Mississippi woman wins sexual harassment case: Jury says Strom Engineering owes Fields $140K
MINNEAPOLIS -- A Mississippi woman who worked at an American Crystal Sugar Co. plant during a labor dispute won nearly $140,000 in damages through a sexual harassment lawsuit last week.
In a divided verdict, six of seven jury members voted to award Terra Fields $136,781 in damages for lost wages and emotional distress, finding she was the victim of sexual harassment by a Strom Engineering Corporation supervisor.
The case was filed in Hennepin County, where Strom Engineering, the defendant, has its headquarters in Minnetonka. The trial began with opening statements on May 20 and ended May 27, when the jury delivered its verdict about 3 p.m. after deliberating for slightly more than six hours.
The win came more than three years after Fields filed a charge of discrimination with the U.S. Equal Employment Opportunity Commission in late 2011, which was eventually dismissed for lack of evidence.
Fields was assigned to work as a janitor at American Crystal's Crookston processing plant in August 2011, when most of the company's 1,300 unionized workers voted down the company's contract proposal, thereby kicking off a 20-month lockout. During that time, American Crystal contracted with Strom Engineering, with which Fields had been employed for 11 years, to provide a temporary workforce.
In the lawsuit, Fields accused Harry Avila, her Strom Engineering supervisor, of sexually harassing her on three different occasions by asking her out on dates, asking her to move in to his hotel room and making comments about her breasts, despite her rebuffs, according to the court documents.
On the third occasion, Avila asked her out, and Fields declined. That night, Avila saw Fields eating dinner with a male co-worker, court records say. The next day, by Fields' account, she was fired by Avila for "socializing too much," according to court records.
Strom Engineering denied the allegations, arguing that Avila had nothing to do with Fields' dismissal and that it was an American Crystal supervisor who decided Fields should be fired because of her poor work performance, court documents say.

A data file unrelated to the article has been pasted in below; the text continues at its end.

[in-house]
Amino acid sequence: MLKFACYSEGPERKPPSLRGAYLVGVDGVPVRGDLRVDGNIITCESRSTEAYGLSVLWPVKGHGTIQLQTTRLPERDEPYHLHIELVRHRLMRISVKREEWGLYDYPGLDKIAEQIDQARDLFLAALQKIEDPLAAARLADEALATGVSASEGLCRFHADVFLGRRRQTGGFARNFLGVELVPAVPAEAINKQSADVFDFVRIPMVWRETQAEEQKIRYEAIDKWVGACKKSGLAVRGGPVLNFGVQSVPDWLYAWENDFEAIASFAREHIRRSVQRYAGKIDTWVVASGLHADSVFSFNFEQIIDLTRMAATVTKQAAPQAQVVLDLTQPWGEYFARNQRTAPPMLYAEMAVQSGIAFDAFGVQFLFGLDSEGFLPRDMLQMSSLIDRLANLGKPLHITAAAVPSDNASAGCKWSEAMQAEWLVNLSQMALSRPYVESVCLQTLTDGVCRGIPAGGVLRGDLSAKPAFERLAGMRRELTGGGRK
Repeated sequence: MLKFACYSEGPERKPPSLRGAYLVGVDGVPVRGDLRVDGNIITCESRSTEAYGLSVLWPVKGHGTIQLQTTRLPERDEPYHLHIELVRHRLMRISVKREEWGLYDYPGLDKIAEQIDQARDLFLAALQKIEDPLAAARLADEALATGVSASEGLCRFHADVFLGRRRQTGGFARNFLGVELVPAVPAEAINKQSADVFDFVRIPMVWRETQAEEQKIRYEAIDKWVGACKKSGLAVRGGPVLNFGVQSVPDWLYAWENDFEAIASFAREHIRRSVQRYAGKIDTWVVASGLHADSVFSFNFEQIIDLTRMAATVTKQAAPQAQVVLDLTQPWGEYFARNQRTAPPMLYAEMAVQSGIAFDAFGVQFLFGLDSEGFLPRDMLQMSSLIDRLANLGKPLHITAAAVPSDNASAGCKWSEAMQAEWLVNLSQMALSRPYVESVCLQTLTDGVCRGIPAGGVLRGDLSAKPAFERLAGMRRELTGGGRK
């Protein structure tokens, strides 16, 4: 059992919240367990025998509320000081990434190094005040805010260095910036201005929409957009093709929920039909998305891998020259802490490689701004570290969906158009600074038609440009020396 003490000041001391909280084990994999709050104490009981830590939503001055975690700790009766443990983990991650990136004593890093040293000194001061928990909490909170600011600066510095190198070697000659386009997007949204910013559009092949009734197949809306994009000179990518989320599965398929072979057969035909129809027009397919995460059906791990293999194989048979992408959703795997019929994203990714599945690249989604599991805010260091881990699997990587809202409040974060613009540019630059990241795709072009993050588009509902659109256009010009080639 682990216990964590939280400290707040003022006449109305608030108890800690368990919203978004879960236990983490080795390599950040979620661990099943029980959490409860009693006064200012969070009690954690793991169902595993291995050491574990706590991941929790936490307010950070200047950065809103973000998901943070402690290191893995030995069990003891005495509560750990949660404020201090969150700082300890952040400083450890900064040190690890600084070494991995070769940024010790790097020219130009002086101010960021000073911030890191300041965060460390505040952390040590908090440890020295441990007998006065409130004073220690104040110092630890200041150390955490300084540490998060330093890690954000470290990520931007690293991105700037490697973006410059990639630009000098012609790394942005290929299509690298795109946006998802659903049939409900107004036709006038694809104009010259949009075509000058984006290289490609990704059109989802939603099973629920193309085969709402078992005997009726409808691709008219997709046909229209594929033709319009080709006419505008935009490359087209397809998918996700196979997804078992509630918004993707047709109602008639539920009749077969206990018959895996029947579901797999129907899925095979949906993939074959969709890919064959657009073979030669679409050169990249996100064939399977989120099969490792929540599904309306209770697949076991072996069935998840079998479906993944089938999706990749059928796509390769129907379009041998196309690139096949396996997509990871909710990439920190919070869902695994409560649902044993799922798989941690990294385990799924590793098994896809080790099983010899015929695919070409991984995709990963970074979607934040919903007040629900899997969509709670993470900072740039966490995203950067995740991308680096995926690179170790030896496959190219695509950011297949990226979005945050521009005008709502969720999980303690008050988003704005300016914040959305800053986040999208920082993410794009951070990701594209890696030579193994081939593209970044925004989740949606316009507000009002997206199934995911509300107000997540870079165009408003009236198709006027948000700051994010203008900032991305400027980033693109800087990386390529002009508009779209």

"We were disappointed with the verdict and are considering all of our options," said Debra Weiss, the Minneapolis-based attorney representing Strom Engineering.
She said Strom Engineering did not want to comment on the case other than to say that it is considering its options for appeal, including asking for a new trial.
One of Strom Engineering's witnesses at trial was Gary Garcia, the American Crystal supervisor. Garcia is quoted in court records as having described Fields as a "slow" and "unmotivated" worker. He said he had discussed Field's work performance with her.
But Fields denied ever having been told of problems with her work performance.
Daniel Leland, an attorney with a Minneapolis-based law firm that specializes in employment law and represented Fields, said there was no written documentation to support Garcia's version of events.
Nor was there much documentation, Leland conceded, to back up Fields' version of what happened.
"It wasn't a case involving a whole lot of documents," Leland said. "It was really about a jury listening to people and hearing them tell their story and then making a decision on who seemed credible based on their testimony."
In the end, the jury sided with Fields.
Fields was awarded nearly $46,000 compensation for lost wages and emotional distress. The remaining $91,000 was for "treble damages." Under the trebling provision of the Minnesota Human Rights Act, a jury is allowed to multiply a plaintiff's damages by up to three times.
Leland said the purpose of the trebling provision is to encourage victims of discrimination to bring their cases forward and see them through. It also encourages attorneys to take on their cases.
Matthew Frank, another attorney with the Minneapolis-based firm that represented Fields, said the trebling provision promotes compliance with and enforcement of human rights laws.
"The trebling provision gives both prospective plaintiffs and the attorneys who represent them an incentive to take what otherwise might be very low-value cases and to try to enforce the law anyway," he said.